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Hornady’s New A-Tip Match Bullet

Hornady bullets

Hornady’s new A-Tip bullets feature a precision machined aluminum tip.

Not quite ready for the SHOT Show, the Hornady folks waited for this year’s NRA Convention that convened April 24 to introduce their new A-Tip Match Bullet. The “A” stands for aluminum, and according to Joe Thielen, Asst. Director of Engineering, it’s what the Hornady design team has wanted use for bullet tips for quite some time, but had been too expensive.

Now, however, Thielen says “…we’ve developed  a cost-effective process for manufacturing these aluminum tips to where they’re now affordable for serious match shooters.” Aluminum allows for a longer tip (meplat) than Polycarbonate, says Thielen, and that in turn moves the center of gravity further toward the base of the bullet. The result, he says, is enhanced in-flight stability, which means the bullet stabilizes (falls asleep) sooner in its travel, and that reduces dispersion on target.

Not only do these new bullets feature precision machined AMP® jackets, but extremely aggressive profiles and optimized boattail geometry. The tips themselves are machined caliber-specific rather than using the same tip for a wide range of calibers as is common practice. That’s a first. Needless to say, in addition to these A-Tips yielding extremely high ballistic coefficients (BC), Thielen says they are not “finicky” with regard to different chambers, twist rates, seating depths and barrels, and therefore should produce superior accuracy in any rifle.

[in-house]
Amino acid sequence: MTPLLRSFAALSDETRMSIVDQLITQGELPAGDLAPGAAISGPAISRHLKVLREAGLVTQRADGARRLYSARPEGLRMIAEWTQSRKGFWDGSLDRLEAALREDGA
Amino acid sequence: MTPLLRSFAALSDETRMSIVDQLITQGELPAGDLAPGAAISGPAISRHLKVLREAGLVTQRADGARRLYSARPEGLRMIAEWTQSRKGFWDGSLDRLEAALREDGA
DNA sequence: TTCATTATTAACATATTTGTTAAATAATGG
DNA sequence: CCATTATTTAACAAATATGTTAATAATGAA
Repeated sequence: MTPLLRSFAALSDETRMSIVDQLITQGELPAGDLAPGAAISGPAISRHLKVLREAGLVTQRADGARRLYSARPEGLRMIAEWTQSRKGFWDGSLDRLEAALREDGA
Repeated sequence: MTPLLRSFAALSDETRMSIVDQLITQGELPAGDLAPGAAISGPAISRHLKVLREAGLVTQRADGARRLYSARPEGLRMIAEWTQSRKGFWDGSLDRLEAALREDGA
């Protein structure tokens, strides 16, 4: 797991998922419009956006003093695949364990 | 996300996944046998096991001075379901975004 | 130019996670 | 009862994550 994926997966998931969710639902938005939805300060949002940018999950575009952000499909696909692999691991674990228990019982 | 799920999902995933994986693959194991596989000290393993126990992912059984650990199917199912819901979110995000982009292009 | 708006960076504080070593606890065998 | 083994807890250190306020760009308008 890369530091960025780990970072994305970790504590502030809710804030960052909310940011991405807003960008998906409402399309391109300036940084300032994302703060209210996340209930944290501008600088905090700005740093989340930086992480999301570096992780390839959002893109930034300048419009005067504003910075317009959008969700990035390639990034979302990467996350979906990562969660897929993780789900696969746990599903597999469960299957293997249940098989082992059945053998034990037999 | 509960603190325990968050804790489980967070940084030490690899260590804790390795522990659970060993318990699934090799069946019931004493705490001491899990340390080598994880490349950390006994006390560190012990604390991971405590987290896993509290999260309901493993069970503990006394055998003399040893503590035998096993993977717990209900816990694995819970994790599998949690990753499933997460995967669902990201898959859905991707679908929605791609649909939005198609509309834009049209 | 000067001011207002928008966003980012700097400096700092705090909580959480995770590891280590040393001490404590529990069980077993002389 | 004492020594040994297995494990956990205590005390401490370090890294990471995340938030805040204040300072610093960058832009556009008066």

As a final step in A-Tip production, these bullets are packaged sequentially in 100-rd. boxes as they come off the presses, without being handled or tumbled. In other words, each of those 100 rounds was produced either before or after the round next to it. That, sports fans, is unheard of, even under the most stringent match bullet production standards. It’s no wonder that Hornady claims these are the most accurate bullets on the planet!

Initially, only three calibers are being offered: a 6mm 110-grain; two 6.5s in 135 and 153-grain, and two .30s in 230 and 250 grains. Obviously, all are relatively heavy-for-the caliber and designed for extreme range competition. When Thielen says “extremely high ballistic coefficients, he means it! The lightest bullet — the 6mm/110, has a G1 BC of .604, and the 250-grain .30 is an almost unbelievable .878!–Jon R. Sundra

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